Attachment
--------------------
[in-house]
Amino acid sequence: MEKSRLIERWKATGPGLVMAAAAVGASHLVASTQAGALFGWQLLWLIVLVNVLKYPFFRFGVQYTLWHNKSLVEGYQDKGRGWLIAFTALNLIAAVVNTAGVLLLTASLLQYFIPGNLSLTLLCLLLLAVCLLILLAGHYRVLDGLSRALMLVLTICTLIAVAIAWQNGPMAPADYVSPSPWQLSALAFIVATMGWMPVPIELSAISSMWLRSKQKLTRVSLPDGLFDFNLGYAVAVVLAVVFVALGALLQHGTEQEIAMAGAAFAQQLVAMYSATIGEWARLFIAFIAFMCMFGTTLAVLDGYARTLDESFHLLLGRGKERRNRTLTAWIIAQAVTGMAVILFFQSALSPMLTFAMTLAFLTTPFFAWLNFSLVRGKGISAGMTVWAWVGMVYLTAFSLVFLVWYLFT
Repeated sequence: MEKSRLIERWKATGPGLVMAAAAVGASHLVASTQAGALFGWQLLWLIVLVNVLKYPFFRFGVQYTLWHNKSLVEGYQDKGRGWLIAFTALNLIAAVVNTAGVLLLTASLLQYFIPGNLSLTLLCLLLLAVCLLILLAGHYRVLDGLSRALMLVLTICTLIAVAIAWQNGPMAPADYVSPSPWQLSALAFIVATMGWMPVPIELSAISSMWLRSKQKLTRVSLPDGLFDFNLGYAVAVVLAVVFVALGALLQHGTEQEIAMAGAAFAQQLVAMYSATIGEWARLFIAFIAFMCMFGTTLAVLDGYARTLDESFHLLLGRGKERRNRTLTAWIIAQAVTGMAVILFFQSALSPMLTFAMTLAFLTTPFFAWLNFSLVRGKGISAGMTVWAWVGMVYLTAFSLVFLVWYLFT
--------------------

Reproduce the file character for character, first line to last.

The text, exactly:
[in-house]
Amino acid sequence: MEKSRLIERWKATGPGLVMAAAAVGASHLVASTQAGALFGWQLLWLIVLVNVLKYPFFRFGVQYTLWHNKSLVEGYQDKGRGWLIAFTALNLIAAVVNTAGVLLLTASLLQYFIPGNLSLTLLCLLLLAVCLLILLAGHYRVLDGLSRALMLVLTICTLIAVAIAWQNGPMAPADYVSPSPWQLSALAFIVATMGWMPVPIELSAISSMWLRSKQKLTRVSLPDGLFDFNLGYAVAVVLAVVFVALGALLQHGTEQEIAMAGAAFAQQLVAMYSATIGEWARLFIAFIAFMCMFGTTLAVLDGYARTLDESFHLLLGRGKERRNRTLTAWIIAQAVTGMAVILFFQSALSPMLTFAMTLAFLTTPFFAWLNFSLVRGKGISAGMTVWAWVGMVYLTAFSLVFLVWYLFT
Repeated sequence: MEKSRLIERWKATGPGLVMAAAAVGASHLVASTQAGALFGWQLLWLIVLVNVLKYPFFRFGVQYTLWHNKSLVEGYQDKGRGWLIAFTALNLIAAVVNTAGVLLLTASLLQYFIPGNLSLTLLCLLLLAVCLLILLAGHYRVLDGLSRALMLVLTICTLIAVAIAWQNGPMAPADYVSPSPWQLSALAFIVATMGWMPVPIELSAISSMWLRSKQKLTRVSLPDGLFDFNLGYAVAVVLAVVFVALGALLQHGTEQEIAMAGAAFAQQLVAMYSATIGEWARLFIAFIAFMCMFGTTLAVLDGYARTLDESFHLLLGRGKERRNRTLTAWIIAQAVTGMAVILFFQSALSPMLTFAMTLAFLTTPFFAWLNFSLVRGKGISAGMTVWAWVGMVYLTAFSLVFLVWYLFT